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Heat rash, also known as prickly heat, summer rash, or wildfire rash, is common and can be uncomfortable.
The medical name for heat rash is miliaria. It happens when sweat becomes trapped due to a blockage in sweat glands in the deeper layers of skin.
Inflammation, redness, and blister-like lesions can result. Sometimes, an infection can develop.
People with overweight or obesity and people who sweat easily are more likely to get prickly heat. Also, babies and children are more prone to it because their sweat glands are still developing.
- small bumps or spots, called papules.
- an itching or prickling sensation
- mild swelling
On white skin, the spots are red.
On darker skin, they can be harder to see, but if a doctor uses dermoscopy — a kind of lighted microscope for examining the skin — the spots may show up as white globules under the skin with darker halos surrounding them.
Heat rash often affects areas where sweating is more likely, including the:
- under the breasts
- under the scrotum
It can also appear in skin folds and areas where skin rubs against clothing, such as the back, chest, and stomach.
If bacteria enter the plugged sweat glands, it can lead to inflammation and infection.
Heat rash often goes away on its own within about 24 hours.
To help it resolve, move to a cool area with less humidity, if possible, and remove any clothing and other items that may increase sweating.
Other tips include:
- Wear light, loose cotton clothing.
- When exercising, choose a cool place or a cooler time of the day.
- Use showers, fans, and air conditioning to reduce the body’s temperature.
- Avoid any irritants that make symptoms worse, such as some synthetic fabrics.
- Avoid staying in wet clothing, such as after swimming.
- Apply a cool compress, such as a damp cloth or an ice pack wrapped in a towel, to the rash for up to 20 minutes at a time.
- Use light bedding.
- Drink plenty of fluids, preferably water, to prevent dehydration.
- If the rash is itchy, tap or pat it instead of scratching it.
Some over-the-counter preparations can help soothe and resolve persistent heat rash. They include:
- Topical preparations — such as calamine, menthol, and camphor-based creams or ointments — can help ease the itching. Use an emollient with calamine, however, as it can dry the skin.
- Steroid creams can reduce itching and inflammation in people aged over 10 years.
- Antibacterial products can help manage or prevent an infection.
There are three types of heat rash, or miliaria:
Miliaria crystalline: This is the most common form. It causes small, clear or white bumps filled with sweat to form on the skin’s surface. The bumps measure 1–2 millimeters across. It causes no itching or pain and is more common in babies than adults.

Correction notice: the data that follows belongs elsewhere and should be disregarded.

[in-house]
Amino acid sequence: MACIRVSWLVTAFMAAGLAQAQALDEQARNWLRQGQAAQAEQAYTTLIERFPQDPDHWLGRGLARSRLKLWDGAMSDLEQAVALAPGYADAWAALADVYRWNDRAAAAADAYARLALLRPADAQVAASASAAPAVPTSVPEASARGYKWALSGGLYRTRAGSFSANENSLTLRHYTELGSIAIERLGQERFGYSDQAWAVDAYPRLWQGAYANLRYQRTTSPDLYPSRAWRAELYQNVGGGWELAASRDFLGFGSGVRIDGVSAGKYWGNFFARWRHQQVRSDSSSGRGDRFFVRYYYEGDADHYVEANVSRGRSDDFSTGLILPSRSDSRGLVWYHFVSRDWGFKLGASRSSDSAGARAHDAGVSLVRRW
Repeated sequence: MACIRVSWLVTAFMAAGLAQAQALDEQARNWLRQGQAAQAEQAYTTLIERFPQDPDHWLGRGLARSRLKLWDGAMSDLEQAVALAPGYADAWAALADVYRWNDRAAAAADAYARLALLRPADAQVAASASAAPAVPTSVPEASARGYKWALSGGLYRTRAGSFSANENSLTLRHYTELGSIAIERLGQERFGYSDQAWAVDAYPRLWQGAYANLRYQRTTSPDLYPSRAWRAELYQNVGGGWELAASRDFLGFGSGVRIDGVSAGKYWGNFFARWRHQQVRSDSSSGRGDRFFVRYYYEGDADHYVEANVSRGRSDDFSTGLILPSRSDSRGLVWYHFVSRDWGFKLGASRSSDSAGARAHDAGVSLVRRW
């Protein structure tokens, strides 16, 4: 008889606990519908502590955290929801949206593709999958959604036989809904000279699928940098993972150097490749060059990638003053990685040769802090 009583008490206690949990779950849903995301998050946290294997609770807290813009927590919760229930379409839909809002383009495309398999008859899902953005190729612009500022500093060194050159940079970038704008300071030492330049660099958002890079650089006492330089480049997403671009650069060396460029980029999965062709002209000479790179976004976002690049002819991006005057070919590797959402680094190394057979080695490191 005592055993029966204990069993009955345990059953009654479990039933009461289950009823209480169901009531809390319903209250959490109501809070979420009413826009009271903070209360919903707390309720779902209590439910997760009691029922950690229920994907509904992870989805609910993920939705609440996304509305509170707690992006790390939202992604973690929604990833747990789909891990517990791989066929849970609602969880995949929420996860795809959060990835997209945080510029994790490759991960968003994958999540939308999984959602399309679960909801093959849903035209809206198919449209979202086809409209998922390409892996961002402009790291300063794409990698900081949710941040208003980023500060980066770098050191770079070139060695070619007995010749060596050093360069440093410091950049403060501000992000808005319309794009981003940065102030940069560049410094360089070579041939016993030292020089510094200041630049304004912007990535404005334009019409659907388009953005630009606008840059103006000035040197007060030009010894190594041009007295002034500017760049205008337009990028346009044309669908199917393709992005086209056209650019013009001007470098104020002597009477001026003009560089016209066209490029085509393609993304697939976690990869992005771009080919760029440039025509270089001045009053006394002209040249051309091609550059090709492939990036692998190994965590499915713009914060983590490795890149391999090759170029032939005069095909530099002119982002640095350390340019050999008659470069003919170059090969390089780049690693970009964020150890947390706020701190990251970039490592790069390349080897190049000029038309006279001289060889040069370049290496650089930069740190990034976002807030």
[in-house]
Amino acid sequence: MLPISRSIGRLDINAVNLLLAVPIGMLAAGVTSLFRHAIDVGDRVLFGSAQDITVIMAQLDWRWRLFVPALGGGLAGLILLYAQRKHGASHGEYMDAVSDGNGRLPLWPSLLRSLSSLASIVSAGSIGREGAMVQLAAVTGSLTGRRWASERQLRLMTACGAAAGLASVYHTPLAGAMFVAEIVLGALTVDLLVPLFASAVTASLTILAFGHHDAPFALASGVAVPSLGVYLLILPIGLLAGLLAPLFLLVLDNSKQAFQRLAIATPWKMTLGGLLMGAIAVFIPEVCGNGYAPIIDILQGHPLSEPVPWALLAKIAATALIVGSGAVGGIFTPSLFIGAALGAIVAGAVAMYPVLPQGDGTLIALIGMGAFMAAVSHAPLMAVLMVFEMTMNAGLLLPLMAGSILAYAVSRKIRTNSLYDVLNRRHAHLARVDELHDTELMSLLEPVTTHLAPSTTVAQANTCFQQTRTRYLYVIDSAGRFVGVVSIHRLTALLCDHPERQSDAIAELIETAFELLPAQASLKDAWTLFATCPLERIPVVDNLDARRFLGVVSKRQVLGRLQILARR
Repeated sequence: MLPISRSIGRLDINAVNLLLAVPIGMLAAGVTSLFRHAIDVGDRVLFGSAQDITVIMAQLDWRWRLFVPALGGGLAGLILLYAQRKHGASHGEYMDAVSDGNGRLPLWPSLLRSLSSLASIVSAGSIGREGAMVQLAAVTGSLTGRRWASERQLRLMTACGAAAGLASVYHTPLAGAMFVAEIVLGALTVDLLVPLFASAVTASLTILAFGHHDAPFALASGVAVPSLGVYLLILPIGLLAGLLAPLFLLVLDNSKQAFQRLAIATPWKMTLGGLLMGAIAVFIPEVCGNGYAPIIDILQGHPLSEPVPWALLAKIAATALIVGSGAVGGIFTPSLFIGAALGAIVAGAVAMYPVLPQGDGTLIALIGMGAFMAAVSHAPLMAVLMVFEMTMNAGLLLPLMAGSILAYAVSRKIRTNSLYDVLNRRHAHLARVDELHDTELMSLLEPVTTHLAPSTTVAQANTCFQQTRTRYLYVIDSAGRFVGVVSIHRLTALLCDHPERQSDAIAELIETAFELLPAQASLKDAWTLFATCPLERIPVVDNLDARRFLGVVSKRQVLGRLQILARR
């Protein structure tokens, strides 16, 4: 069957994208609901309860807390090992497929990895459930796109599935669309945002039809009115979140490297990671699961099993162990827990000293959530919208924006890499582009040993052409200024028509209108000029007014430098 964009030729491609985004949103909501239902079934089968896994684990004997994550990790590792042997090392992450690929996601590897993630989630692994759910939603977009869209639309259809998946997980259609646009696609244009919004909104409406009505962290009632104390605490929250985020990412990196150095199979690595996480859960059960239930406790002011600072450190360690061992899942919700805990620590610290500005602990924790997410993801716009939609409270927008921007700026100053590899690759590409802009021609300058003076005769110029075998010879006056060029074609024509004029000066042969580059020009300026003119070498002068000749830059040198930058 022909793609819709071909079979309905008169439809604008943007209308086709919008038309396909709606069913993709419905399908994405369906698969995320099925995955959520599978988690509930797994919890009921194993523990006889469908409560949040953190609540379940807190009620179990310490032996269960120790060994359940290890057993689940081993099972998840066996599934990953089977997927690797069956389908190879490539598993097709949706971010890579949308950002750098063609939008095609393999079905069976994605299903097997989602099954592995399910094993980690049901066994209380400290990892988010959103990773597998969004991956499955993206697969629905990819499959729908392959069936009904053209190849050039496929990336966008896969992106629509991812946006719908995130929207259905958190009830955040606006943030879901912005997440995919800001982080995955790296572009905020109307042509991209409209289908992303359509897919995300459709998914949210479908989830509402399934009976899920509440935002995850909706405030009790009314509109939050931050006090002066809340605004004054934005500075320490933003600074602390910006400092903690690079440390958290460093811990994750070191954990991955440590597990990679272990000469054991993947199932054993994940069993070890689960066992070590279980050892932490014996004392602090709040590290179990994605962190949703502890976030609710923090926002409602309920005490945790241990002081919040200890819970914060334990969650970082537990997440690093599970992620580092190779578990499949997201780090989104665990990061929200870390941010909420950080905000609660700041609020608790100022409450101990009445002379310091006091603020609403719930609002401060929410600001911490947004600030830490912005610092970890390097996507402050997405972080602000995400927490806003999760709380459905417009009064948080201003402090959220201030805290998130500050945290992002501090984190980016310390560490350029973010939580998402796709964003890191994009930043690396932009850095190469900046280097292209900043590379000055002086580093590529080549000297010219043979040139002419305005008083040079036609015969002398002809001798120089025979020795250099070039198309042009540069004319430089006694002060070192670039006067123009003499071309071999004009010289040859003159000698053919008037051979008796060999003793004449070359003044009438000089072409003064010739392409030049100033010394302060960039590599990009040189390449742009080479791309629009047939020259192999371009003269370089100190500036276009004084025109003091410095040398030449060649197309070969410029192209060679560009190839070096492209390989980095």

Miliaria rubra: This type is more commonly known as prickly heat, and it causes larger bumps, inflammation, and a lack of sweat in the affected area. It occurs in deeper layers of skin and is more uncomfortable. If the bumps fill with pus, the medical name becomes miliaria pustulosa.
Miliaria profunda: This is the least common type of heat rash. It forms in the deepest layer of skin, and it can recur and become chronic. It causes relatively large, tough, flesh-colored bumps.
Heat rash, or miliaria, happens when sweat gland ducts become blocked.
This may be due to:
- sweat glands still developing, as in newborns
- a hot and humid environment
- physical activity
- a fever
- wearing synthetic fabrics close to the skin
- wearing a nonporous bandage
- prolonged bed rest
- the use of some medications, especially those that reduce sweating
- radiation therapy
- some health conditions, such as toxic epidermal necrolysis
Heat rash usually disappears without treatment. However, see a healthcare provider if:
- the rash persists or becomes more severe
- there are signs of an infection, such as open blisters or pustular lesions
- there are signs of heat exhaustion and an inability to sweat
- there are other symptoms, such as a fever
Many illnesses cause rashes, which may look similar to heat rash. A doctor can determine the underlying cause.
Heat rashes are not often dangerous, but if symptoms last longer than a few days or signs of an infection appear, see a healthcare provider.
They will examine the rash, possibly using dermoscopy for a closer inspection.
If necessary, they may also take a skin punch biopsy or use imaging technology to identify the cause of the rash.
Skin changes are a common symptom of many conditions. Heat rash can resemble other health issues, including:
- viral infections, such as chickenpox or measles
- bacterial infections, such as impetigo
- hives, due to an allergic reaction
- fungal skin infections, such as candidiasis
- insect bites
- folliculitis, due to a blockage in hair follicles
- acute HIV
- a response to HIV treatment
If any of the following symptoms occur, they may indicate that the cause of the rash is more serious:
To reduce the risk of prickly heat or heat rash, try to:
- Avoid activities or locations that increase sweating.
- If possible, use air conditioning or a fan.
- Wearing light clothing made from natural fibers, such as cotton.
- When possible, minimize exposure to hot and humid weather.
- Gently exfoliate the skin to remove dead skin cells and sebum that may clog the sweat glands.
- Take cool showers frequently and be sure to pat the skin completely dry.
Heat rash is common, especially among babies and anyone in a hot, humid climate.
It usually goes away without treatment, although home remedies can help ease the rash and relieve any discomfort.
If heat rash seems to be involving deeper layers of skin, if there are signs of infection, such as blisters, or if it just lasts for more than a few days, seek medical attention.
Many health issues can cause rashes that resemble heat rash, so if a person has other symptoms, such as a fever, it is important to receive a diagnosis.